The NLRB has forced the Fund for the Public Interest to reinstate one of its terminated union employees after the employee went to a local newspaper and said that he did not believe in what the company was doing, calling it a “Ponzi scheme.” This is the third example of how the NLRB caters to unions.
David Neel is the union employee who was fired from the Fund for the Public Interest and, from reading the background of the case, it’s obvious that the relationship between Neel and his boss was a testy one to say the least. Employees at the call center would be required to seek pledges from people in the attempt to make weekly quotas and Neel would lead employee protests in the form of walkouts whenever a fellow employee was fired for not meeting their quotas.
Having had call center jobs before, I can understand why Neel led those walkouts: having your paycheck determined by the decisions of other people is a tough reality when you’re on the phone all day long; but to be fired for being unable to convince enough people to donate to your organization is quite unfortunate.
After a couple violations and after Neel’s bosses heard him break numerous protocols on one of his calls, the company decided to fire Neel.
Neel was later interviewed by the Portland Mercury about his termination and called his former company a Ponzi scheme, saying that he did not believe in what they do anymore.
Now, for whatever reason, he wants to be reinstated into the company and the NLRB has ruled that the Fund for the Public Interest cannot deny him reinstatement because they could not prove “misconduct so flagrant as to render [Neel] unfit for further service, or a threat to efficiency in the plant.”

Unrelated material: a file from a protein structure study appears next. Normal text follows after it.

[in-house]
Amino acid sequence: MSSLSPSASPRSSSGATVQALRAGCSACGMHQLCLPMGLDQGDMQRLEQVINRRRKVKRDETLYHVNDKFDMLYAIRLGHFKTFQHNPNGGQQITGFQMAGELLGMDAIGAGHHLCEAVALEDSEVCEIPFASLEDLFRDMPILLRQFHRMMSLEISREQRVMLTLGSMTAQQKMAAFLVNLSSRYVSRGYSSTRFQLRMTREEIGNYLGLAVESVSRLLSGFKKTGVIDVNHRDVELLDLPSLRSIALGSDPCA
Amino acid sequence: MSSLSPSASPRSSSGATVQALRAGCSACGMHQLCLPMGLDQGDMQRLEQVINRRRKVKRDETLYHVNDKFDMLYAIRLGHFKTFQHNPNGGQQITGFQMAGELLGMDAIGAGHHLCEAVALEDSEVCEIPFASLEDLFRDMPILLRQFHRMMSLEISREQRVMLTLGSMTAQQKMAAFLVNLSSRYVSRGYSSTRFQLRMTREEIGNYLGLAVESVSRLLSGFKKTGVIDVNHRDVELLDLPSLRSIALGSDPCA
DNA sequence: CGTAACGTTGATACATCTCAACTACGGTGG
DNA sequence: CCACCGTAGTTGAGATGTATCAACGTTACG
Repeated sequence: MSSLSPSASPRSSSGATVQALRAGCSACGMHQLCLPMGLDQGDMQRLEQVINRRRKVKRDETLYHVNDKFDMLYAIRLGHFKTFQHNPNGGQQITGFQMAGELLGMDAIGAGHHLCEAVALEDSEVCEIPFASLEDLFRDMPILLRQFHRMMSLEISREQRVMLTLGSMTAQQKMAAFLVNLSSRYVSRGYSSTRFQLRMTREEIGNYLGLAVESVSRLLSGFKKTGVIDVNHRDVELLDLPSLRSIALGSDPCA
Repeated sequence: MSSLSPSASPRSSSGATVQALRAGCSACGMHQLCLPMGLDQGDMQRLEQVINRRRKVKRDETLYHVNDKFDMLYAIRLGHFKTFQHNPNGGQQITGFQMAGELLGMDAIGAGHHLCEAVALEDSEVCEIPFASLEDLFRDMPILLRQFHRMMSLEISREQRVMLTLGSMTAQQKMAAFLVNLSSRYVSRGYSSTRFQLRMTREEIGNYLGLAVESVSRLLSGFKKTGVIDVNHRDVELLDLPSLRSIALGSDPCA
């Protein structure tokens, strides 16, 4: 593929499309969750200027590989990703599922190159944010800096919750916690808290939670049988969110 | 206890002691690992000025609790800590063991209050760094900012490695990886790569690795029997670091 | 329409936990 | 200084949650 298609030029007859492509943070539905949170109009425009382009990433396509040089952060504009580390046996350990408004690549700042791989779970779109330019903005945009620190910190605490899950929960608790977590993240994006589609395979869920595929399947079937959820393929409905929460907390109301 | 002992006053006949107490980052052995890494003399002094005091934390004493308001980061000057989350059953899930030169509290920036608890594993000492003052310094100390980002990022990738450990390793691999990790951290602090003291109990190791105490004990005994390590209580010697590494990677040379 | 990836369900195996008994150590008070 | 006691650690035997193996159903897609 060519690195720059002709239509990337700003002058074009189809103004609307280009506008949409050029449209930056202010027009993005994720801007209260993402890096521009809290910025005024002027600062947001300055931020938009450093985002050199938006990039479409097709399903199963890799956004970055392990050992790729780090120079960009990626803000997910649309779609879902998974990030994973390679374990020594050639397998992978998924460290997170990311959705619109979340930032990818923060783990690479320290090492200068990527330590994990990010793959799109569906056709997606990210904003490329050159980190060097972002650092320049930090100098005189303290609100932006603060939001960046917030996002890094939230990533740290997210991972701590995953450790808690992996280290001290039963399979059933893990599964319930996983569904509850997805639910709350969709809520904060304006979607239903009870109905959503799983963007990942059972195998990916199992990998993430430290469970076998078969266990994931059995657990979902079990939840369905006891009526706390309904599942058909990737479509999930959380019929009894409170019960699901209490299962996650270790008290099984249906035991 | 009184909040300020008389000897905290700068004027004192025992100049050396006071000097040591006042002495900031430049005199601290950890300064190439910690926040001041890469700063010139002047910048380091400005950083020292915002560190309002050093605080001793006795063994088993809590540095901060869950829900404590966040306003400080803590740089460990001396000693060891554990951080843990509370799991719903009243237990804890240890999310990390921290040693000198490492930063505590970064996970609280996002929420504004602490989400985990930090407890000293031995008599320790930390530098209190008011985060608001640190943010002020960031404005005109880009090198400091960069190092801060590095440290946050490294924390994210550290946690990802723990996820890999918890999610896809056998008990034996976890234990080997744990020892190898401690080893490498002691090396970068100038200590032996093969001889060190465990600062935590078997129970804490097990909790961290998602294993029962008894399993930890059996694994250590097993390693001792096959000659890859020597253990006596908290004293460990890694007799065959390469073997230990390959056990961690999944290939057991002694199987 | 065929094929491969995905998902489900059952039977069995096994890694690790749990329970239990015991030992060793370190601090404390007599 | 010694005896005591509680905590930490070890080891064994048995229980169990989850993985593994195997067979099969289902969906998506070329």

Apparently, breaking multiple employee protocols on the phone, Neel’s concealment of his criminal record prior to employment with the company, and his disparaging remarks about the company in a local newspaper do not constitute misconduct flagrant enough to bar his reinstatement.
So then the obvious question is, what could an employee possibly do to ensure that he or she is barred from reinstatement? The NLRB’s peculiar legal reasoning answers the question:
“Under this standard, the Board has characterized the denial of reinstatement as warranted only in extraordinary situation[s]… Such extraordinary situations have been found to exist where the discriminatee threatened to kill someone…intentionally struck a supervisor with an automobile…and threatened to report a probation violation in order to influence a witness’s testimony during a Board Hearing…”
Aside from eliciting an appropriate facepalm, this reasoning should make the reader skeptical of the NLRB’s impartiality — especially toward any union employees who are involved in disputes with their employers.